Free Essay On Skewed Sex Ratio In India

Type of paper: Essay

Topic: Women, India, Ultrasound, Health, Ratio, Children, Vehicles, Health Care

Pages: 2

Words: 550

Published: 2020/10/20

1. Background: India which is one of the world’s fastest growing economies is today facing an acute social problem of female foeticide and infanticide resulting in a skewed sex ratio. The number of girls per 1000 boys was 945 in 1991,927 in 2001 and 914 in 2011(Gangte). The government has made several efforts to check the menace in the past decade but results have been far from satisfactory. Steps such as laws prohibiting doctors from disclosing the sex of foetuses and compulsory registration of clinics using ultrasound machines have failed to check the usage of the machines in determination of the sex of the unborn child. Manufactures and retailers of ultrasound machines like General Electric Co. and Eribus Engineering are now increasingly being held responsible for the problem by certain activists, government officials and medical experts (Wonacott). But the companies maintain that they have complied with all the necessary regulations in this regard and it is unfair to blame them for the misuse of a technology which is primarily intended to make childbirth safer especially in smaller cities of India. Strong penal action against offenders seldom happens due to the overburdened and slow judicial mechanism in the country. The northern states of India are the worst victims where gender imbalance has fuelled a booming human trafficking business in order to fulfil the meet the demand of women for marriage in rural areas. Healthcare in India is handled by the states and lack of coordinated effort among them and reluctant attitude towards successful implementation of women welfare schemes initiated by successive central governments has resulted in failure to arrest the problem during the past three decades. The new government at Centre has now decided to step in and protection and education of the girl child has been given top priority.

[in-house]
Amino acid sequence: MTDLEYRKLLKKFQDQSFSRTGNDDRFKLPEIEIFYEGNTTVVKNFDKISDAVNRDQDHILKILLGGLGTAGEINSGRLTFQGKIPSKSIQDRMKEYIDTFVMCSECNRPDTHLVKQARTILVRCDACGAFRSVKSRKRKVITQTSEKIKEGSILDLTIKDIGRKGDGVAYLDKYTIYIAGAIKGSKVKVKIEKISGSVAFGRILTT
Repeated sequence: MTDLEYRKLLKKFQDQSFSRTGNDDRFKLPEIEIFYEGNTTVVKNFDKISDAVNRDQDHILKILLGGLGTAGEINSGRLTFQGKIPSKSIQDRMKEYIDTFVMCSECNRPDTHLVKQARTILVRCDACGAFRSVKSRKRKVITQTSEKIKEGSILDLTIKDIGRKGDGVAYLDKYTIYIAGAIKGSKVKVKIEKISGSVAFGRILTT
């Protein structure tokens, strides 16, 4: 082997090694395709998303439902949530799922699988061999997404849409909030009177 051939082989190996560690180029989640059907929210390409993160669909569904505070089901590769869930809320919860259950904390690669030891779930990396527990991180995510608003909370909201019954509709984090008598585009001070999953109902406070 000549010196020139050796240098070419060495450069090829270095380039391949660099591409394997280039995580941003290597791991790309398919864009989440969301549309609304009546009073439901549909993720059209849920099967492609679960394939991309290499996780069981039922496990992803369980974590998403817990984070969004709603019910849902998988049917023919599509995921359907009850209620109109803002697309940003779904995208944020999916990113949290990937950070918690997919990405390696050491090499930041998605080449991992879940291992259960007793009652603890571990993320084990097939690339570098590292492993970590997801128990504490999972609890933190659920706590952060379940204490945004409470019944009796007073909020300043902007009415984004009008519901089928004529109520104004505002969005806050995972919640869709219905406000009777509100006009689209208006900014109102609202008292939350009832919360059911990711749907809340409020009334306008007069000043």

2. Problems: The sharp decline in female sex ratio can be majorly attributed to female foeticide and infanticide in India. Growth in income of the middle and lower strata’s of society has resulted in greater affordability of gender identification procedures for these groups. Ultrasound equipment sales have been increasing year by year due to heightened demand from smaller towns and semi-urban areas (Wonacott). It is to be noted that most of these areas also suffer from problems like lack of education, rampant poverty and unemployment. When combined with psychological factors like patriarchal mind-set and perception of a girl child as a financial burden because of highly prevalent practice of dowry, the cost benefit analysis appeals towards having a preference for the male child. Most of the middle and lower income group families are ready to spend a substantial amount of money on sex determination of the foetus for one time as compared to facing the prospect of raising a daughter which would include saving for the rest of their lives for her education ,dowry and other marriage related expenses. Although higher income groups also are not left untouched from this evil as for them the consequent cost of dowry increases as per the financial health of the girl’s family. Efforts on part of governments and NGO’s to address the fundamental reasons behind the problem have been outpaced by rapid increase in availability of ultrasound machines and consequent reduction in the cost of sex determination procedures. Therefore the focus of the campaign against female foeticide is slowly shifting towards manufacturers of ultrasound equipment who are being blamed of being to reluctant to adopt stricter mechanisms to prevent unlawful sale of the ultrasound machines (Wonacott).